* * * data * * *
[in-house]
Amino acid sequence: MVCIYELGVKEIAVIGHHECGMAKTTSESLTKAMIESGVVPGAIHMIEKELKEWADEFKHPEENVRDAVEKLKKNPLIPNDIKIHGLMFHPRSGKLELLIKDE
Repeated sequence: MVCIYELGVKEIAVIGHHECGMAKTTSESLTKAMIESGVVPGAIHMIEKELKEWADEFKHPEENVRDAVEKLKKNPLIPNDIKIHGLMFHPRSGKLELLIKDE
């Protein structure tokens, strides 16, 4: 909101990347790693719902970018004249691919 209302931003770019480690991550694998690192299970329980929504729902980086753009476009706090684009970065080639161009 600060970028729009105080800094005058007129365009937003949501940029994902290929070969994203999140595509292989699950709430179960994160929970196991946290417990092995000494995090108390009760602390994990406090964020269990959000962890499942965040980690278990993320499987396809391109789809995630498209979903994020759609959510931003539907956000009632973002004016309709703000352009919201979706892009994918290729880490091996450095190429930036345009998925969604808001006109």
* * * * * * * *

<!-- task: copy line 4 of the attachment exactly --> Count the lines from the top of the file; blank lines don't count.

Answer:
């Protein structure tokens, strides 16, 4: 909101990347790693719902970018004249691919 209302931003770019480690991550694998690192299970329980929504729902980086753009476009706090684009970065080639161009 600060970028729009105080800094005058007129365009937003949501940029994902290929070969994203999140595509292989699950709430179960994160929970196991946290417990092995000494995090108390009760602390994990406090964020269990959000962890499942965040980690278990993320499987396809391109789809995630498209979903994020759609959510931003539907956000009632973002004016309709703000352009919201979706892009994918290729880490091996450095190429930036345009998925969604808001006109």